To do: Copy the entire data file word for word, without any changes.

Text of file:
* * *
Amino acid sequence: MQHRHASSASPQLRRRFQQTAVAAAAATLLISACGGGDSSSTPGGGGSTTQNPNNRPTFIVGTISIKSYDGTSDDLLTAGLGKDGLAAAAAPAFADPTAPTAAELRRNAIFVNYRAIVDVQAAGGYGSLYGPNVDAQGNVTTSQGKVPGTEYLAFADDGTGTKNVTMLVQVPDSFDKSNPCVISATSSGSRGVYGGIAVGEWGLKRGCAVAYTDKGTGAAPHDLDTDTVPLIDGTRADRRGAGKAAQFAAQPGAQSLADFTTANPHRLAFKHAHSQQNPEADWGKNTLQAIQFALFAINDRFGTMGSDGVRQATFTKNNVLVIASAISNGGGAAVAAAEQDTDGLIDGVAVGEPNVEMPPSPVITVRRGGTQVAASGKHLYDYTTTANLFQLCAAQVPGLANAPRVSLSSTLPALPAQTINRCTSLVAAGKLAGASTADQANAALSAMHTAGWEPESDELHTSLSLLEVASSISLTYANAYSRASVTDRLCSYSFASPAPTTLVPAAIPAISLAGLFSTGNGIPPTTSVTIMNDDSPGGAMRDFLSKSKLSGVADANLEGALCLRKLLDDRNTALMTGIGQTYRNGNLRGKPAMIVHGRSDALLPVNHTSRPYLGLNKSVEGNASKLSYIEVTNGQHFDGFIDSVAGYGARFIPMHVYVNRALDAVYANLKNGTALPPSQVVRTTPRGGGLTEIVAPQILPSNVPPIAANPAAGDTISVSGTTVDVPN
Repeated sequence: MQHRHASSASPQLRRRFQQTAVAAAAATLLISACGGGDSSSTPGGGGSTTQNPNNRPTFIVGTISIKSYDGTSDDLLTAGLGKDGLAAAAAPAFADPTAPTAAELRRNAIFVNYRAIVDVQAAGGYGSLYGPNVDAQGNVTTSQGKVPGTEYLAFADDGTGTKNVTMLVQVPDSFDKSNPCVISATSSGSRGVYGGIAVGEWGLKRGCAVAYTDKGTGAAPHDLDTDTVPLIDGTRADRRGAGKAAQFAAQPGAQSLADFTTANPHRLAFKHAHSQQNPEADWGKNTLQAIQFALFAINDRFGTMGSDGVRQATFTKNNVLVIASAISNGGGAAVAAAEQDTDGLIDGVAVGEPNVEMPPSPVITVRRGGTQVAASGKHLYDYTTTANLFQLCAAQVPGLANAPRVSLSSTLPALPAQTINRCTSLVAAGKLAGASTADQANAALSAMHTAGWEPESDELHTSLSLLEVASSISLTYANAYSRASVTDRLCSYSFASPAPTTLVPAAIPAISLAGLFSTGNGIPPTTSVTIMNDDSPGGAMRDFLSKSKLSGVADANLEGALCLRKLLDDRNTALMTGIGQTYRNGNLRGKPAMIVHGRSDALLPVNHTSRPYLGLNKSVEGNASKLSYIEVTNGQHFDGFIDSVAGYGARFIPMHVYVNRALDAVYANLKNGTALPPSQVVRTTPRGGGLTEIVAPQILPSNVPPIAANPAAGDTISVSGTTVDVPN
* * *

Amino acid sequence: MQHRHASSASPQLRRRFQQTAVAAAAATLLISACGGGDSSSTPGGGGSTTQNPNNRPTFIVGTISIKSYDGTSDDLLTAGLGKDGLAAAAAPAFADPTAPTAAELRRNAIFVNYRAIVDVQAAGGYGSLYGPNVDAQGNVTTSQGKVPGTEYLAFADDGTGTKNVTMLVQVPDSFDKSNPCVISATSSGSRGVYGGIAVGEWGLKRGCAVAYTDKGTGAAPHDLDTDTVPLIDGTRADRRGAGKAAQFAAQPGAQSLADFTTANPHRLAFKHAHSQQNPEADWGKNTLQAIQFALFAINDRFGTMGSDGVRQATFTKNNVLVIASAISNGGGAAVAAAEQDTDGLIDGVAVGEPNVEMPPSPVITVRRGGTQVAASGKHLYDYTTTANLFQLCAAQVPGLANAPRVSLSSTLPALPAQTINRCTSLVAAGKLAGASTADQANAALSAMHTAGWEPESDELHTSLSLLEVASSISLTYANAYSRASVTDRLCSYSFASPAPTTLVPAAIPAISLAGLFSTGNGIPPTTSVTIMNDDSPGGAMRDFLSKSKLSGVADANLEGALCLRKLLDDRNTALMTGIGQTYRNGNLRGKPAMIVHGRSDALLPVNHTSRPYLGLNKSVEGNASKLSYIEVTNGQHFDGFIDSVAGYGARFIPMHVYVNRALDAVYANLKNGTALPPSQVVRTTPRGGGLTEIVAPQILPSNVPPIAANPAAGDTISVSGTTVDVPN
Repeated sequence: MQHRHASSASPQLRRRFQQTAVAAAAATLLISACGGGDSSSTPGGGGSTTQNPNNRPTFIVGTISIKSYDGTSDDLLTAGLGKDGLAAAAAPAFADPTAPTAAELRRNAIFVNYRAIVDVQAAGGYGSLYGPNVDAQGNVTTSQGKVPGTEYLAFADDGTGTKNVTMLVQVPDSFDKSNPCVISATSSGSRGVYGGIAVGEWGLKRGCAVAYTDKGTGAAPHDLDTDTVPLIDGTRADRRGAGKAAQFAAQPGAQSLADFTTANPHRLAFKHAHSQQNPEADWGKNTLQAIQFALFAINDRFGTMGSDGVRQATFTKNNVLVIASAISNGGGAAVAAAEQDTDGLIDGVAVGEPNVEMPPSPVITVRRGGTQVAASGKHLYDYTTTANLFQLCAAQVPGLANAPRVSLSSTLPALPAQTINRCTSLVAAGKLAGASTADQANAALSAMHTAGWEPESDELHTSLSLLEVASSISLTYANAYSRASVTDRLCSYSFASPAPTTLVPAAIPAISLAGLFSTGNGIPPTTSVTIMNDDSPGGAMRDFLSKSKLSGVADANLEGALCLRKLLDDRNTALMTGIGQTYRNGNLRGKPAMIVHGRSDALLPVNHTSRPYLGLNKSVEGNASKLSYIEVTNGQHFDGFIDSVAGYGARFIPMHVYVNRALDAVYANLKNGTALPPSQVVRTTPRGGGLTEIVAPQILPSNVPPIAANPAAGDTISVSGTTVDVPN